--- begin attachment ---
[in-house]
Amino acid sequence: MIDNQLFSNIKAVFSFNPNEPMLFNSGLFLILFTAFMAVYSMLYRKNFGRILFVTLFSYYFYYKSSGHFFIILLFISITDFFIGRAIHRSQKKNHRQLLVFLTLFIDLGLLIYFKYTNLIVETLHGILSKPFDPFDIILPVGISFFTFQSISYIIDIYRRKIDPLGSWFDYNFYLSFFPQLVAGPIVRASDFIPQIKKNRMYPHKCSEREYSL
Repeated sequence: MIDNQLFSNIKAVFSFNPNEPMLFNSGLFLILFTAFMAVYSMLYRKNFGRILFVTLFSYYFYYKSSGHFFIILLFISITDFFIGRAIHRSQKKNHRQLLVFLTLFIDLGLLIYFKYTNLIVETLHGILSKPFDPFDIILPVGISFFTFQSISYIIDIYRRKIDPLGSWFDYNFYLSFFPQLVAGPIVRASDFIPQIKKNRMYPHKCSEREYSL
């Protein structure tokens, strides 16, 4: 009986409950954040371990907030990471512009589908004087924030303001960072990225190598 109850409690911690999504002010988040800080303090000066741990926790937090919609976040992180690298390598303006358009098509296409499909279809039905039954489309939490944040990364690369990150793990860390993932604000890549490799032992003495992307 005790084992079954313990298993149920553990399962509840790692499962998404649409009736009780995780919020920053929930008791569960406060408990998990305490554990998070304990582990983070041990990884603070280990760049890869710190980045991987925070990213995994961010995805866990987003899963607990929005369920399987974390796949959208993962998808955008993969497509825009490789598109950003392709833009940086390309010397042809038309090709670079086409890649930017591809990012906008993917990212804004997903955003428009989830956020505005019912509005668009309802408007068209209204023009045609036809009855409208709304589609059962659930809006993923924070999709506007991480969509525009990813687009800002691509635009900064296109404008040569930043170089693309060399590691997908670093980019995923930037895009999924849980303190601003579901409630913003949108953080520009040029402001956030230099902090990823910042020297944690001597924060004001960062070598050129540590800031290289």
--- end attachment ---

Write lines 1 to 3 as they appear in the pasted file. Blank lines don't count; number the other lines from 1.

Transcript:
[in-house]
Amino acid sequence: MIDNQLFSNIKAVFSFNPNEPMLFNSGLFLILFTAFMAVYSMLYRKNFGRILFVTLFSYYFYYKSSGHFFIILLFISITDFFIGRAIHRSQKKNHRQLLVFLTLFIDLGLLIYFKYTNLIVETLHGILSKPFDPFDIILPVGISFFTFQSISYIIDIYRRKIDPLGSWFDYNFYLSFFPQLVAGPIVRASDFIPQIKKNRMYPHKCSEREYSL
Repeated sequence: MIDNQLFSNIKAVFSFNPNEPMLFNSGLFLILFTAFMAVYSMLYRKNFGRILFVTLFSYYFYYKSSGHFFIILLFISITDFFIGRAIHRSQKKNHRQLLVFLTLFIDLGLLIYFKYTNLIVETLHGILSKPFDPFDIILPVGISFFTFQSISYIIDIYRRKIDPLGSWFDYNFYLSFFPQLVAGPIVRASDFIPQIKKNRMYPHKCSEREYSL